Tuesday, August 22, 2006

The March to War Won't Save the USD

EUR/USD 1.2846 Hi 1.2900 Low 1.2831
USD/JPY 116.05 Hi 116.38 Low 115.80
AUD/USD 0.7635 Hi 0.7639 Low 0.7610
EUR/JPY 149.10 Hi 149.71 Low 149.05

Far as I can tell this is what is going on: the recent Israeli assault on Lebanon according to Hersh was aimed at degrading the capacity of the Hezbollah to attack Israel during the upcoming U.S. and/or Israeli attack on Iran. (Too bad about the damage and the dead). The media blatter about Iran bears watching in the march to war. And the current showdown with the Iranians over their nuclear programme is very important. The Iranians are being a bit naive here. They seem to believe that: a) the "Neo-Cons" are not that crazy and b) that an increasingly anti-war mood in the States will stop the rush to the next war. They miss the point. The Bush Administration doesn't mind massaging public opinion when it can. But if public opinion is unfavourable it's no big deal: they proceed anyway. Democracy is just not important to these people. They are not looking to get the chads out of the waste paper bins any time soon. What is important is maintaining the appearance of democracy. The reality on the ground is of no consequence. Which is why, I guess, it's OK to call Pakistan an ally and a democracy while you defend the occupation of Iraq by saying: "if we ever give up the desire to help people who live in freedom, we will have lost our soul as a nation". Well not lost exactly, more sold to the highest bidder.

The Iranians are playing a dangerous game with dangerous people. Trying to out-crazy the crazies is fraught with all kinds of pitfalls. On the other hand, even if the Iranians back down that doesn't mean the U.S. won't go ahead and attack. After all Saddam Hussein backed down on the eve of the U.S. invasion and that changed nothing. Pretty much the only thing that might stop these people is some kind of Bastille Day in the States. There have been rumbles about discontent in the Pentagon but so far no sign of an outright insurrection. The world waits.

The Investor Confidence Index released today in Germany disappointed the market and scared the Euro bulls a little. Although the current climate can be expected to take a toll on confidence, underlying economic data remains strong in Europe. Those who think that Europe is destined to go under if the American economy goes under, should re-examine their perspective. The world changes, the game moves on. Once-upon-a-time China and India were not economic forces to be reckoned with. OPEC nations were poor, under colonial domination and without a game plan. And the EEC was considerably smaller: six nations versus the current twenty-five. Yesterday Wolfgang Manchau commented in the Financial Times that: "The eurozone may not follow each US upturn, but it surely follows most downturns". Oh yeah? I know there are people out there who are prepared to bet their life on straight-line correlations. These were the guys betting that traffic congestion would see London neck-high in horse manure. Then the motor vehicle was invented.

It remains to be seen if the U.S.A. will be able to export its home-grown recession. A devaluation in the USD would go some way to achieving that, but it would likely only compound the U.S. economic crisis by forcing up the cost of financing the U.S. Government Debt. That is: Treasuries would take a hit. The effect on the U.S. economy would be simple: it's called crowding out. Government demand would crowd out growth in the rest of the economy. And when that happens domestic economic conditions turn ugly.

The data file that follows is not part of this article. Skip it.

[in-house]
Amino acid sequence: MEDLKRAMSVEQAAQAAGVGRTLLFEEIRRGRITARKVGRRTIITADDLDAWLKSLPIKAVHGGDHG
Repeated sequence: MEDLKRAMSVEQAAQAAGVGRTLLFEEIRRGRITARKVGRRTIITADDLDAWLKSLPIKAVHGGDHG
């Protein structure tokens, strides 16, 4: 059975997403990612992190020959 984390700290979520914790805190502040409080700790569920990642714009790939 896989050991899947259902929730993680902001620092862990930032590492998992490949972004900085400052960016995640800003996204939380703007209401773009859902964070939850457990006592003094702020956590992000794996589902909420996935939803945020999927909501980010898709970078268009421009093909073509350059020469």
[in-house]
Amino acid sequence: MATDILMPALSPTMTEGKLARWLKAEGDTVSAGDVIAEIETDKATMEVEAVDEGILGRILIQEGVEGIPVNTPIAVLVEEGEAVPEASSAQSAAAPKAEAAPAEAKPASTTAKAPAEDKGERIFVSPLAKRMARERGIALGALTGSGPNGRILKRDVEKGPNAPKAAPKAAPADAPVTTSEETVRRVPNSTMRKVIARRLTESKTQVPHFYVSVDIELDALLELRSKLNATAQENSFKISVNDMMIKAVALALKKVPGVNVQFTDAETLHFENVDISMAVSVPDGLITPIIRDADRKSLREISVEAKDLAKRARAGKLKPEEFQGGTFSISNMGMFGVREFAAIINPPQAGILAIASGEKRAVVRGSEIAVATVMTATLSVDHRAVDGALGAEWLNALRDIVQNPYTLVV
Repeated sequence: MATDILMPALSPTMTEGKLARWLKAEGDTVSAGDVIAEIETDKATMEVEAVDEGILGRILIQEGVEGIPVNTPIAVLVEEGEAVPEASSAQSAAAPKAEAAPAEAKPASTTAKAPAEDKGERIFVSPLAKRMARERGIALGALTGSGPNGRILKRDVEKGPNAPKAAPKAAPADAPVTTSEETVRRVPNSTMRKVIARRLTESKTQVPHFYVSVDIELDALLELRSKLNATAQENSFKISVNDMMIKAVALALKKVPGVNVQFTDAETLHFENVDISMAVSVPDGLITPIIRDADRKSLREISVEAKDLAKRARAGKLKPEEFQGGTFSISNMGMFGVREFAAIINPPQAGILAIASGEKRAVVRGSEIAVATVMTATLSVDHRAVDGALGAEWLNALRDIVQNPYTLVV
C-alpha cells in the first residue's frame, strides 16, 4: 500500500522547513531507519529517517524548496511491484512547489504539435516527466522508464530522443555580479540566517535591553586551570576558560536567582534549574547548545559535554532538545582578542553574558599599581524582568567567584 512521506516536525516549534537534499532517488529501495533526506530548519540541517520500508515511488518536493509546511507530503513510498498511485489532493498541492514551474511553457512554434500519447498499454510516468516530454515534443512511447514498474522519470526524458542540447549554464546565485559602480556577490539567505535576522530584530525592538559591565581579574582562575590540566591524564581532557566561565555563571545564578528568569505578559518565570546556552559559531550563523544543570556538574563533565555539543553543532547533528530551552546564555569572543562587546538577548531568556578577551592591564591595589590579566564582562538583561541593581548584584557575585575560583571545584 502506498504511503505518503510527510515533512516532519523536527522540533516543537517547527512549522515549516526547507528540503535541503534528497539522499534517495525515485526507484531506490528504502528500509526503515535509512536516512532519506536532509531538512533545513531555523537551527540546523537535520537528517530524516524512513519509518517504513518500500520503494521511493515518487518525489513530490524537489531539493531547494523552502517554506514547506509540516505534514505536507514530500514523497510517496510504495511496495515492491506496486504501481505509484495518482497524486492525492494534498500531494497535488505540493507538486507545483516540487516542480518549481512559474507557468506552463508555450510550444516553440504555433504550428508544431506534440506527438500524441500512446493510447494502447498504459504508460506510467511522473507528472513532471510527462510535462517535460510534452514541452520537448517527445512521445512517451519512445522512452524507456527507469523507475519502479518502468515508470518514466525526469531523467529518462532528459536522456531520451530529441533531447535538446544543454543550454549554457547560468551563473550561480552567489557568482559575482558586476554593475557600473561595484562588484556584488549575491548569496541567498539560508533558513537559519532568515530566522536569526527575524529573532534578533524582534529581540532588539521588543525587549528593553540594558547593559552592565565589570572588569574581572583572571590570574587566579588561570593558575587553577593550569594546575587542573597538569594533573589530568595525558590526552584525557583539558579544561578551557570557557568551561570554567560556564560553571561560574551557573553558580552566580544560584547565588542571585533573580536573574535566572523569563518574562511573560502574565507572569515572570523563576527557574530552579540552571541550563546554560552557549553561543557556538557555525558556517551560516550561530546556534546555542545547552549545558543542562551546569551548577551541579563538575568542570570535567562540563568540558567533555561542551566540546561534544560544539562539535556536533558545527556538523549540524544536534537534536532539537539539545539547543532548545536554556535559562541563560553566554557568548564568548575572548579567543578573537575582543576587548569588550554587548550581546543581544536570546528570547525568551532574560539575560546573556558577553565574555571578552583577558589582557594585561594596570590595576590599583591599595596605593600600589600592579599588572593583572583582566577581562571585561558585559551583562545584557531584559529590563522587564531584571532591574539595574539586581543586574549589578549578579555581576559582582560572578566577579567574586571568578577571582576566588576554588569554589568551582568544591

Tomorrow's U.S. data on Housing is expected to merely confirm what we know: the global rush to tighten monetary policy will squeeze those economies dependent on consumer driven debt finance THE HARDEST. That means: the U.S.A., the U.K., Australia and New Zealand. Confidence about the future may have taken a hit in Germany but the U.S.A. is already living that future. Take the opportunity to buy EUR/USD while you have it. The march to war has not increased USD bullishness and it is not likely to. All it has done is confirm the view internationally that the U.S. is currently being run (badly) by a bunch of crazies.

The USD downtrend is not over. The Stock Market correction is not over. You can buy bonds, but not USD denominated bonds, unless currency risk means nothing to you.

Meanwhile the British have made a breakthrough, or so they would have us believe. They have actually charged (I mean really charged) some of the people who were arrested for the alleged plot to blow-up airlines. The rest of the people who were arrested are still in limbo land. And the evidence: well they found hydrogen peroxide in these households. And bits of electrics. And quite a lot of internet bragging. Passports and plane tickets though seem to have been a bit thin on the ground. Now we know why we need to tighten up Civil Liberties. You can't have people running around willy-nilly with hydrogen peroxide. Anyway they got to these people, just in time. No, not really. Well before they bought their plane tickets anyway.

I guess I don't really mind the whole conspiracy to dominate the world thing: the tie-in between the mainstream media, big business and our fearless leaders. What really makes me gag is the slap-dash incompetence of the whole exercise. I mean guys, if you are going to go over to the dark side could you at least try and be professional about it. Right now your performance is just embarrassing.

Oil 72.56
Gold 633.60

The Middle East crisis marches on. And the case for being bearish GOLD or OIL is looking weaker every day.

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